Employing Differences

Employing Differences, Episode 49: How do we stop people from growing?

April 20, 2021 Karen Gimnig & Paul Tevis
Employing Differences
Employing Differences, Episode 49: How do we stop people from growing?
Chapters
Employing Differences
Employing Differences, Episode 49: How do we stop people from growing?
Apr 20, 2021
Karen Gimnig & Paul Tevis

"There is a cultural belief at the root of this that says, 'Investing in our people and helping them grow and learn is the way that we succeed collectively.' If we don't believe in that, we will unconsciously do all kinds of things that stop people from growing."

Listen on the website and read the transcript

Watch this episode on YouTube

Show Notes Transcript

"There is a cultural belief at the root of this that says, 'Investing in our people and helping them grow and learn is the way that we succeed collectively.' If we don't believe in that, we will unconsciously do all kinds of things that stop people from growing."

Listen on the website and read the transcript

Watch this episode on YouTube

Paul:

Welcome to Employing Differences, a conversation about exploring the collaborative space between individuals.

Karen:

I'm Karen Gimnig.

Paul:

And I'm Paul Tevis.

Karen:

Each episode, we start with a question and see where it takes us. This week's question is, "How do we stop people from growing?"

Paul:

I don't think we intend to do this often. But I think it's useful to look at situations where in groups in organizations, whatever it may be how we often inadvertently undermine our own interests, stop people from growing and learning and getting better at whatever it is that we all kind of agree that we all need to get better at. I spent some time in HR in the Learning & Development role when I was working in corporate America. We were charged with helping people to learn and grow, to develop skills that were going to help them in their current role and in future roles, and things like that. And so I've dug a lot into what are the things that we need to do to help people to learn and grow. But I think it's also really useful to be aware of what are things that we may accidentally be doing that are stopping people from learning and growing? And so we want to kind of dig into some of that stuff today.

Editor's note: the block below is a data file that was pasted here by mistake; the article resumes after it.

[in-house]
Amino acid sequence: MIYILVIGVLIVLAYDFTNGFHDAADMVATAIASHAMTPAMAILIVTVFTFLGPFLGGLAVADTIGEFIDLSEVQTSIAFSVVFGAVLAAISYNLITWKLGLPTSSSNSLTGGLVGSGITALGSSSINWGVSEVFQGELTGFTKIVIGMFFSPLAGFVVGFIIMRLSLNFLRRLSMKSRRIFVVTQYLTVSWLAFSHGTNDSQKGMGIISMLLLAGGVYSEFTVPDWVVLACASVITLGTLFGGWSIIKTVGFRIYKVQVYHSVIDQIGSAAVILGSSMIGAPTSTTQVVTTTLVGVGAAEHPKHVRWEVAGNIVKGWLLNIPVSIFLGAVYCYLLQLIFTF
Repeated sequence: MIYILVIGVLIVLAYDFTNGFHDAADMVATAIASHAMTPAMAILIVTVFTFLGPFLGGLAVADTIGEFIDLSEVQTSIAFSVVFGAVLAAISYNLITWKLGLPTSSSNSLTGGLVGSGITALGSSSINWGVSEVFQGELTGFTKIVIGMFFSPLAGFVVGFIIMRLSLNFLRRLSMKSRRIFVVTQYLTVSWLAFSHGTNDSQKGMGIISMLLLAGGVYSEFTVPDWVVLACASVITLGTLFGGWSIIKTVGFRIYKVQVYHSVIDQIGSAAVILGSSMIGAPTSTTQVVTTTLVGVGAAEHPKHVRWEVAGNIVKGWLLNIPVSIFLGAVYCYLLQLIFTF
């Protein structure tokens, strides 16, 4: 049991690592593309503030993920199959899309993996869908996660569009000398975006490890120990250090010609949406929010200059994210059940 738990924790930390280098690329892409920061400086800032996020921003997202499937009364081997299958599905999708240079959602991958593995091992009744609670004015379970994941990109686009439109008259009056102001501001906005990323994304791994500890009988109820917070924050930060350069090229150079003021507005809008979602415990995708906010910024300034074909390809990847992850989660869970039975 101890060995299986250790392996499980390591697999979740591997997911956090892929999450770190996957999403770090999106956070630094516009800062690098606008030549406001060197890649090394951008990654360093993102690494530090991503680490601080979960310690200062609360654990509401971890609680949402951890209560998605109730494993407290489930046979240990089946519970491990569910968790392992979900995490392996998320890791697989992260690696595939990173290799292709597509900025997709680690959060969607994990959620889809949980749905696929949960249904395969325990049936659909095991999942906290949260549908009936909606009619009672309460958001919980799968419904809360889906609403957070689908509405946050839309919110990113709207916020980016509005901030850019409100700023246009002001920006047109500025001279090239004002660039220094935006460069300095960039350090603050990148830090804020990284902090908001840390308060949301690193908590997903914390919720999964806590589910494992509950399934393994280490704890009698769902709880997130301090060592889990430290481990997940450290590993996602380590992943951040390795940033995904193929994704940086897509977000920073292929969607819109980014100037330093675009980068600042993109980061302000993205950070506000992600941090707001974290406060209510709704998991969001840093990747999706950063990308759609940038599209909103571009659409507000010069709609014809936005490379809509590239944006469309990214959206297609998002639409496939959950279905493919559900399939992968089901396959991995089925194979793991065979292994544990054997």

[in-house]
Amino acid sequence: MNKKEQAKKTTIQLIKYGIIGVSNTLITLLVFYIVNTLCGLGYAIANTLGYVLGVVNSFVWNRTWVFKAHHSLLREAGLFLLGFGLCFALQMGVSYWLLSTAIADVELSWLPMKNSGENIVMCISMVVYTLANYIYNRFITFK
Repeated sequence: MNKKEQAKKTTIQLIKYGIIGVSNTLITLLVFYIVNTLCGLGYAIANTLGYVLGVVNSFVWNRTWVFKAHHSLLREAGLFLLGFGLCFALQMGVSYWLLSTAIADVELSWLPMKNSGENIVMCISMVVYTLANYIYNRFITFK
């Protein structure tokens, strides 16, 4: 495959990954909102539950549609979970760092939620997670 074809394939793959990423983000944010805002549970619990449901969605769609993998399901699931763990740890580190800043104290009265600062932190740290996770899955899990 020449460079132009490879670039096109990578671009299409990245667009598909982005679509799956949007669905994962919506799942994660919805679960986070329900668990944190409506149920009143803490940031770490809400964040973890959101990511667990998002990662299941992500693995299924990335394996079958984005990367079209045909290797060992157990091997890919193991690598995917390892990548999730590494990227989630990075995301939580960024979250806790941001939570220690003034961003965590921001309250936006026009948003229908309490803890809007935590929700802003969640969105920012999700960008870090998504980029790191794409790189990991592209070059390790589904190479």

Karen:

Yeah, so I think the big obvious ones that we know are not good, although we still do them. Yeah, judgment, blame, put-downs. That whole package, which I think is about diverting from self. Like, I think, partly, those are bad, because they make people feel bad, and they disrupt relationships, those things are all true. But I think specifically around this growth potential, that we are creating a story within which I have no potential to either to solve this problem. I have no potential to grow myself. I have no potential to support somebody else in growing because it's because they are lazy or uncaring or dumb. Whatever those judgments are, that you're throwing at people, there's nothing anybody can do about it. That's just their problem. Or, you know, it's their fault, they need to do something different, that's the only answer that's the blame thing. You know, all of that is, it makes me disabled. I can't do anything about it. And that's a pretty good way to prevent anybody from growing myself and those around me.

Paul: